What Matters Most to unpaid carers –Portsmouth carers struggling to care for loved ones during the pandemic
Many people became unpaid carers overnight when lockdown was imposed, increasing their responsibilities to look after older, disabled or seriously ill loved ones and relatives instantly.
In May 2020, Healthwatch Portsmouth worked in partnership with three local Healthwatch organisations (Hampshire, Southampton, and the Isle of Wight) to find out if people had been able to access the information, services and support they needed during the Covid-19 pandemic. The survey ran until July 2020 and collected people’s experiences of using health and social care services.
The responses we received about social care services, highlighted that there was a lack of support for those who were caring for adults or children. These comments indicated that unpaid Carers, felt ‘abandoned’ and ‘left to get on with it’. The sample size for this part of the survey was small, so we decided to undertake further work to uncover the challenges that unpaid Carers faced during the pandemic.
We asked Carers:
- What has helped or been useful to you during this time?
- What would you like to see changed or would help you in the future?
- What is your experience of being an unpaid carer during the current Covid-19 pandemic?
Carers were able to tell us their views anonymously via an online survey, email, telephone or by letter. The survey was also promoted by a range of stakeholders such as local councils, Carers organisations including the Carers Centre, voluntary sector organisations, Portsmouth University, further education colleges and NHS trusts.
The project was launched on the 16th November 2020 and we produced a mid-December interim report and planned a final report by February 2021. Since the survey launched, we have had 108 responses from people who have identified themselves as unpaid Carers living in Portsmouth (postcodes PO1-PO6).
The Challenges Facing Unpaid Carers
- 90% of respondents said that they were not able to access Adult Day/Respite Services
- 71% of respondents stated that their caring duties have increased during the Covid-19 pandemic.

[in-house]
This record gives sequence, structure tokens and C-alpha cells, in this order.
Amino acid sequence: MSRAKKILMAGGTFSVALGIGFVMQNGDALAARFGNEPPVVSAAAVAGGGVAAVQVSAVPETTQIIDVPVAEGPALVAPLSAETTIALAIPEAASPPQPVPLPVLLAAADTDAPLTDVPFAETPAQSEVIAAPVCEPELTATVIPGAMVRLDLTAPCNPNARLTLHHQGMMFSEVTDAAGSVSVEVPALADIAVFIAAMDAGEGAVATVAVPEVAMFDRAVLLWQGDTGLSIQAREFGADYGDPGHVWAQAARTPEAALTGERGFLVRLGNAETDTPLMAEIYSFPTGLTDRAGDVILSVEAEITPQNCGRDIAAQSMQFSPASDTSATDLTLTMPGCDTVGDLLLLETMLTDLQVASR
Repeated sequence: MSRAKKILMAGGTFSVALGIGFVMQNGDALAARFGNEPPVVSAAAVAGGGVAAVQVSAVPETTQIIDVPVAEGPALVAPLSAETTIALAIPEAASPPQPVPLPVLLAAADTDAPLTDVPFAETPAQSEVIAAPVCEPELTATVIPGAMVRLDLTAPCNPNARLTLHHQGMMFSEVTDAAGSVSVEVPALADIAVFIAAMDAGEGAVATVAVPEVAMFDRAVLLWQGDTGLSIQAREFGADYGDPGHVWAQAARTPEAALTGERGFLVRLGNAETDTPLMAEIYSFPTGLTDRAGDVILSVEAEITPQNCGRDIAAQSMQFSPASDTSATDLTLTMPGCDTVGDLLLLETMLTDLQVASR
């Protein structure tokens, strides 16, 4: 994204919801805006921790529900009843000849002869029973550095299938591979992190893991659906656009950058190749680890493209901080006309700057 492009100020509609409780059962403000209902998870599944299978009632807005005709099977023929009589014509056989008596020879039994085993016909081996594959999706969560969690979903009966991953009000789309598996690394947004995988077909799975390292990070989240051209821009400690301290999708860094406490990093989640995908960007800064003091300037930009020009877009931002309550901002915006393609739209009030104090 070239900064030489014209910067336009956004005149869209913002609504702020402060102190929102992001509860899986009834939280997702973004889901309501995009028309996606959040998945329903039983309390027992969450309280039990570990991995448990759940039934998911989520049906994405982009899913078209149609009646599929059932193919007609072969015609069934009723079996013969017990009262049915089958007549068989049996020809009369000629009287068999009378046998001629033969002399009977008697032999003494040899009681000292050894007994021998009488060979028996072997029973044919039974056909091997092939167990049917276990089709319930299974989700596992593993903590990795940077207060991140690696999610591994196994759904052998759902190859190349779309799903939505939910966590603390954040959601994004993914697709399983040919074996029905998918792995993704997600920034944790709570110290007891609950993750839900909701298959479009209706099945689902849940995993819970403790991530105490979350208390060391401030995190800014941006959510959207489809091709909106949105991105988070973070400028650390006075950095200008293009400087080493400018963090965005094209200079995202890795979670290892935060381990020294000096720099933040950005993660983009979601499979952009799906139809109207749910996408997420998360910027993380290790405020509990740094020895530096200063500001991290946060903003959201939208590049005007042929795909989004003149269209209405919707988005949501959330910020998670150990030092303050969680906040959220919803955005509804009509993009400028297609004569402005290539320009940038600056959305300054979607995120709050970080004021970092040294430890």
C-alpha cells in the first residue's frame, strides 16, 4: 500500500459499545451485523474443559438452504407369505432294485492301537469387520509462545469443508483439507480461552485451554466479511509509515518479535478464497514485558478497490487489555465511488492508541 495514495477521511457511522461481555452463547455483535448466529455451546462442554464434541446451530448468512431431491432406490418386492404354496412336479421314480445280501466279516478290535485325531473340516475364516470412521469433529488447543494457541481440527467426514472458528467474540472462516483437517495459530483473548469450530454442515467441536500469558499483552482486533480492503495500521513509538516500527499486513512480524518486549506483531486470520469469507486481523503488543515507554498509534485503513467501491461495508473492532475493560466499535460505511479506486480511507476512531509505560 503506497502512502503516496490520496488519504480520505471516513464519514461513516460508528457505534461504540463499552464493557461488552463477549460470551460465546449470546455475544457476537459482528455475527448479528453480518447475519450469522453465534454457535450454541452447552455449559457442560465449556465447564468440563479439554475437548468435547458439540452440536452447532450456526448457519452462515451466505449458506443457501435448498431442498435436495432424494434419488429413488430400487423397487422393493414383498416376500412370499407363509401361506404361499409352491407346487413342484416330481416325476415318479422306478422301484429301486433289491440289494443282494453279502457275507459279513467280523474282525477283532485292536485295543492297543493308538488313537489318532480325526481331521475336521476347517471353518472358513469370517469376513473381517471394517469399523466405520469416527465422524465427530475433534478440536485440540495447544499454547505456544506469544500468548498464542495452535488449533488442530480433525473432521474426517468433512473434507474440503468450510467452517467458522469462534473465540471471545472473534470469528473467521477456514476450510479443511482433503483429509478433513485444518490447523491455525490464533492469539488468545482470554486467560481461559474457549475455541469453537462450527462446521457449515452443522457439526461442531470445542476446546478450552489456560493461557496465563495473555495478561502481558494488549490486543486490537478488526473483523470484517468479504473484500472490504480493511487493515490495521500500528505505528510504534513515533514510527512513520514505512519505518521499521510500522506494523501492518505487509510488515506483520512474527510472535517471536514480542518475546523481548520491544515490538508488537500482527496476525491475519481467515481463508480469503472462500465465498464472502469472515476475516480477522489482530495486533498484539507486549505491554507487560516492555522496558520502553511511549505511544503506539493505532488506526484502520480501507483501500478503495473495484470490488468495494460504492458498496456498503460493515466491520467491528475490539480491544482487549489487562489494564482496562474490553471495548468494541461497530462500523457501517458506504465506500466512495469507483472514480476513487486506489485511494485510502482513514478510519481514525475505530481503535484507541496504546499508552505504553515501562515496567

- 59% of unpaid Carers identified that they were not able to have a break from their caring responsibilities during the pandemic.
The Impact On Carers
Family life and relationships – being a carer has put people’s relationships under strain and been disruptive to their family life.
Mental health – Carers’ mental health has deteriorated during the pandemic. Survey responses state people feeling isolated, frustrated, sad, alone, worried, bored, trapped, and afraid for the future.
Employment – Carers spoke about struggling to fit work around the demands of caring and their family life.
Financial pressures – Carers highlighted the additional financial pressure they have faced. An example of this includes reduced working hours due to full-time caring.
Physical Health – Carers have stated that caring during the pandemic has had a negative impact on their physical health. They have said it has been harder to get out of the house to exercise due to the risk of leaving the person they are caring for alone.
Healthwatch Portsmouth Recommendations
We have put together our recommendations which we will discuss with partners and key stakeholders to help ensure the voices of Carers are heard, to understand what has been helpful and what they need from services they rely upon. You can see our 10 recommendations here.
To find out what support is available to you as an unpaid carer you can contact a member of the team at the Portsmouth Carers Centre in Portsmouth which is taking calls and responding to emails during the pandemic.
If you would like to learn how Portsmouth City Council is trying to raise the public’s awareness of what unpaid carers do and how they can offer support to that person you can access this free e-learning course on carer awareness by clicking here.